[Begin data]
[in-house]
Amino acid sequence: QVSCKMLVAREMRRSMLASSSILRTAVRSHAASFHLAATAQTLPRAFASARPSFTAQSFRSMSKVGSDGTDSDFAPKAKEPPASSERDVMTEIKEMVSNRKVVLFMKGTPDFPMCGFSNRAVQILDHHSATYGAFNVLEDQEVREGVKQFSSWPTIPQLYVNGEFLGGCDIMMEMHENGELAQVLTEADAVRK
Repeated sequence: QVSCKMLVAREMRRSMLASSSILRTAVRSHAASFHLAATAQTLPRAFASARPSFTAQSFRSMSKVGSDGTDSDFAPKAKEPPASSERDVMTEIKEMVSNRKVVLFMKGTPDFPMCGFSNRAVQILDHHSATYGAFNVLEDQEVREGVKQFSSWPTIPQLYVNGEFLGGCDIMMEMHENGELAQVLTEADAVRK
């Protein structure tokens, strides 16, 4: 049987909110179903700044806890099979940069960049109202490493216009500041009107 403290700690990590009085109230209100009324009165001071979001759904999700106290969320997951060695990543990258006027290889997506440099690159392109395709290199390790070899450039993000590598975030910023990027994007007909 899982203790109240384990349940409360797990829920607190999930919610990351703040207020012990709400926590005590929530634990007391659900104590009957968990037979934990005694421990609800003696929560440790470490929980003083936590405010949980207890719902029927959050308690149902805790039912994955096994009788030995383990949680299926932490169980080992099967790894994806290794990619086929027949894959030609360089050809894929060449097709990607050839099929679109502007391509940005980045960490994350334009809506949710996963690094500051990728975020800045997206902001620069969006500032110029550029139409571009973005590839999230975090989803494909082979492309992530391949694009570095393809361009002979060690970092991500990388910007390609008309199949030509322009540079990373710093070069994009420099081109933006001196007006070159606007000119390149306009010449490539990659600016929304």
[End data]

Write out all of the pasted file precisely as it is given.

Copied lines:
[in-house]
Amino acid sequence: QVSCKMLVAREMRRSMLASSSILRTAVRSHAASFHLAATAQTLPRAFASARPSFTAQSFRSMSKVGSDGTDSDFAPKAKEPPASSERDVMTEIKEMVSNRKVVLFMKGTPDFPMCGFSNRAVQILDHHSATYGAFNVLEDQEVREGVKQFSSWPTIPQLYVNGEFLGGCDIMMEMHENGELAQVLTEADAVRK
Repeated sequence: QVSCKMLVAREMRRSMLASSSILRTAVRSHAASFHLAATAQTLPRAFASARPSFTAQSFRSMSKVGSDGTDSDFAPKAKEPPASSERDVMTEIKEMVSNRKVVLFMKGTPDFPMCGFSNRAVQILDHHSATYGAFNVLEDQEVREGVKQFSSWPTIPQLYVNGEFLGGCDIMMEMHENGELAQVLTEADAVRK
């Protein structure tokens, strides 16, 4: 049987909110179903700044806890099979940069960049109202490493216009500041009107 403290700690990590009085109230209100009324009165001071979001759904999700106290969320997951060695990543990258006027290889997506440099690159392109395709290199390790070899450039993000590598975030910023990027994007007909 899982203790109240384990349940409360797990829920607190999930919610990351703040207020012990709400926590005590929530634990007391659900104590009957968990037979934990005694421990609800003696929560440790470490929980003083936590405010949980207890719902029927959050308690149902805790039912994955096994009788030995383990949680299926932490169980080992099967790894994806290794990619086929027949894959030609360089050809894929060449097709990607050839099929679109502007391509940005980045960490994350334009809506949710996963690094500051990728975020800045997206902001620069969006500032110029550029139409571009973005590839999230975090989803494909082979492309992530391949694009570095393809361009002979060690970092991500990388910007390609008309199949030509322009540079990373710093070069994009420099081109933006001196007006070159606007000119390149306009010449490539990659600016929304």